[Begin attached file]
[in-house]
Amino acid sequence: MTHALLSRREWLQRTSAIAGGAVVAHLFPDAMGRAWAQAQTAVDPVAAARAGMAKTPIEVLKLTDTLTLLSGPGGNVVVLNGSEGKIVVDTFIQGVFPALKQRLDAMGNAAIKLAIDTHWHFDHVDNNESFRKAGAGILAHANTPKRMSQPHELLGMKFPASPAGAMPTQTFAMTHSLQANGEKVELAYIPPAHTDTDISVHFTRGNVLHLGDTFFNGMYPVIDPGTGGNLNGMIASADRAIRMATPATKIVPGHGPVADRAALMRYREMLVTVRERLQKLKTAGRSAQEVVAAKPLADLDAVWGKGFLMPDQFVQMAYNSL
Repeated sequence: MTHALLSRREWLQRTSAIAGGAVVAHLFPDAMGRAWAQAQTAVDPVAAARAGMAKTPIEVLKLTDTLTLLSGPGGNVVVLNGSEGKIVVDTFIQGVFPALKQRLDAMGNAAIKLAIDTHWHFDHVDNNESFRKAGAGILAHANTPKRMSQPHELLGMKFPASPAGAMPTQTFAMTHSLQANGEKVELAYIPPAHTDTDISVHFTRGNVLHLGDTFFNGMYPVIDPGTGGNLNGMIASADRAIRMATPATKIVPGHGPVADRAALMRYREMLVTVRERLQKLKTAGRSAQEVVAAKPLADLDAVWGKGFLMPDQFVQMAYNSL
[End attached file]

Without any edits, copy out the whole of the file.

[in-house]
Amino acid sequence: MTHALLSRREWLQRTSAIAGGAVVAHLFPDAMGRAWAQAQTAVDPVAAARAGMAKTPIEVLKLTDTLTLLSGPGGNVVVLNGSEGKIVVDTFIQGVFPALKQRLDAMGNAAIKLAIDTHWHFDHVDNNESFRKAGAGILAHANTPKRMSQPHELLGMKFPASPAGAMPTQTFAMTHSLQANGEKVELAYIPPAHTDTDISVHFTRGNVLHLGDTFFNGMYPVIDPGTGGNLNGMIASADRAIRMATPATKIVPGHGPVADRAALMRYREMLVTVRERLQKLKTAGRSAQEVVAAKPLADLDAVWGKGFLMPDQFVQMAYNSL
Repeated sequence: MTHALLSRREWLQRTSAIAGGAVVAHLFPDAMGRAWAQAQTAVDPVAAARAGMAKTPIEVLKLTDTLTLLSGPGGNVVVLNGSEGKIVVDTFIQGVFPALKQRLDAMGNAAIKLAIDTHWHFDHVDNNESFRKAGAGILAHANTPKRMSQPHELLGMKFPASPAGAMPTQTFAMTHSLQANGEKVELAYIPPAHTDTDISVHFTRGNVLHLGDTFFNGMYPVIDPGTGGNLNGMIASADRAIRMATPATKIVPGHGPVADRAALMRYREMLVTVRERLQKLKTAGRSAQEVVAAKPLADLDAVWGKGFLMPDQFVQMAYNSL